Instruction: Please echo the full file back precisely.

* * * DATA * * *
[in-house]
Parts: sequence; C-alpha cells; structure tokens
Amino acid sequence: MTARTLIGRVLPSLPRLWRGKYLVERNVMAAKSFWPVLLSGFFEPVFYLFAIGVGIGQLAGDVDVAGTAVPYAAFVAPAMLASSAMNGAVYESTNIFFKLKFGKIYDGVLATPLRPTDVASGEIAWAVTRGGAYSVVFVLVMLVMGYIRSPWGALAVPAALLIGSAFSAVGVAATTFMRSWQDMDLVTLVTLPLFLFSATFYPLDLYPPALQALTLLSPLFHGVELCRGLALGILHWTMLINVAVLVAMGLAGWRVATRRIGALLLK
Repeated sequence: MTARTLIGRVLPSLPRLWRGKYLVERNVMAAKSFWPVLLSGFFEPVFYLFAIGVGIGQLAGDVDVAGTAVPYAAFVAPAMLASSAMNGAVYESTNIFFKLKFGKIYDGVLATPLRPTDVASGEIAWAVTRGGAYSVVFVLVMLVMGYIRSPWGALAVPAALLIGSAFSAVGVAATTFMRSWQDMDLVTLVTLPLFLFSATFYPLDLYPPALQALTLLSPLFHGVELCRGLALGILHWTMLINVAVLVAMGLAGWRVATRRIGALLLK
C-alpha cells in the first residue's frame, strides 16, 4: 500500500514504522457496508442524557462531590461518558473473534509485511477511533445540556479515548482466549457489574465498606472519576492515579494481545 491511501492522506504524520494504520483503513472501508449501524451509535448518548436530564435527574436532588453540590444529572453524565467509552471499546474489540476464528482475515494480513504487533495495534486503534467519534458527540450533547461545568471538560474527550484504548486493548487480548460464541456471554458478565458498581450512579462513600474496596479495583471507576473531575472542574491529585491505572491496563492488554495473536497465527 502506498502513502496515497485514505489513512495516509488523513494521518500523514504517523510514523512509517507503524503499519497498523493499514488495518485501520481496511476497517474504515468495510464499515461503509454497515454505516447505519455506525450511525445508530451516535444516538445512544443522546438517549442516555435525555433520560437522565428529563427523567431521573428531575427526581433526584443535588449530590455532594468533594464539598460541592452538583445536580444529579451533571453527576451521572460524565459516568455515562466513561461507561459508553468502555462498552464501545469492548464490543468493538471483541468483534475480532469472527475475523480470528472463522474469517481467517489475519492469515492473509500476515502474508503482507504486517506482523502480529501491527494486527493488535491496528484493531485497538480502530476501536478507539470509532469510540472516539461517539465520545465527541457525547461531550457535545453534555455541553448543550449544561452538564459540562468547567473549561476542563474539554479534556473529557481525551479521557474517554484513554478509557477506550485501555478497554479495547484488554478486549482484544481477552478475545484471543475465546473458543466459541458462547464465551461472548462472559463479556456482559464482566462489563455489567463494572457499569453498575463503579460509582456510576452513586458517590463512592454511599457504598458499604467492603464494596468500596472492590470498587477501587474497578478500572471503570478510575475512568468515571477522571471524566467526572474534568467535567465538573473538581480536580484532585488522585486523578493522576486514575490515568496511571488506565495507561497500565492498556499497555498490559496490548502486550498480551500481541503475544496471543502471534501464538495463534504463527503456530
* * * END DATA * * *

[in-house]
Parts: sequence; C-alpha cells; structure tokens
Amino acid sequence: MTARTLIGRVLPSLPRLWRGKYLVERNVMAAKSFWPVLLSGFFEPVFYLFAIGVGIGQLAGDVDVAGTAVPYAAFVAPAMLASSAMNGAVYESTNIFFKLKFGKIYDGVLATPLRPTDVASGEIAWAVTRGGAYSVVFVLVMLVMGYIRSPWGALAVPAALLIGSAFSAVGVAATTFMRSWQDMDLVTLVTLPLFLFSATFYPLDLYPPALQALTLLSPLFHGVELCRGLALGILHWTMLINVAVLVAMGLAGWRVATRRIGALLLK
Repeated sequence: MTARTLIGRVLPSLPRLWRGKYLVERNVMAAKSFWPVLLSGFFEPVFYLFAIGVGIGQLAGDVDVAGTAVPYAAFVAPAMLASSAMNGAVYESTNIFFKLKFGKIYDGVLATPLRPTDVASGEIAWAVTRGGAYSVVFVLVMLVMGYIRSPWGALAVPAALLIGSAFSAVGVAATTFMRSWQDMDLVTLVTLPLFLFSATFYPLDLYPPALQALTLLSPLFHGVELCRGLALGILHWTMLINVAVLVAMGLAGWRVATRRIGALLLK
C-alpha cells in the first residue's frame, strides 16, 4: 500500500514504522457496508442524557462531590461518558473473534509485511477511533445540556479515548482466549457489574465498606472519576492515579494481545 491511501492522506504524520494504520483503513472501508449501524451509535448518548436530564435527574436532588453540590444529572453524565467509552471499546474489540476464528482475515494480513504487533495495534486503534467519534458527540450533547461545568471538560474527550484504548486493548487480548460464541456471554458478565458498581450512579462513600474496596479495583471507576473531575472542574491529585491505572491496563492488554495473536497465527 502506498502513502496515497485514505489513512495516509488523513494521518500523514504517523510514523512509517507503524503499519497498523493499514488495518485501520481496511476497517474504515468495510464499515461503509454497515454505516447505519455506525450511525445508530451516535444516538445512544443522546438517549442516555435525555433520560437522565428529563427523567431521573428531575427526581433526584443535588449530590455532594468533594464539598460541592452538583445536580444529579451533571453527576451521572460524565459516568455515562466513561461507561459508553468502555462498552464501545469492548464490543468493538471483541468483534475480532469472527475475523480470528472463522474469517481467517489475519492469515492473509500476515502474508503482507504486517506482523502480529501491527494486527493488535491496528484493531485497538480502530476501536478507539470509532469510540472516539461517539465520545465527541457525547461531550457535545453534555455541553448543550449544561452538564459540562468547567473549561476542563474539554479534556473529557481525551479521557474517554484513554478509557477506550485501555478497554479495547484488554478486549482484544481477552478475545484471543475465546473458543466459541458462547464465551461472548462472559463479556456482559464482566462489563455489567463494572457499569453498575463503579460509582456510576452513586458517590463512592454511599457504598458499604467492603464494596468500596472492590470498587477501587474497578478500572471503570478510575475512568468515571477522571471524566467526572474534568467535567465538573473538581480536580484532585488522585486523578493522576486514575490515568496511571488506565495507561497500565492498556499497555498490559496490548502486550498480551500481541503475544496471543502471534501464538495463534504463527503456530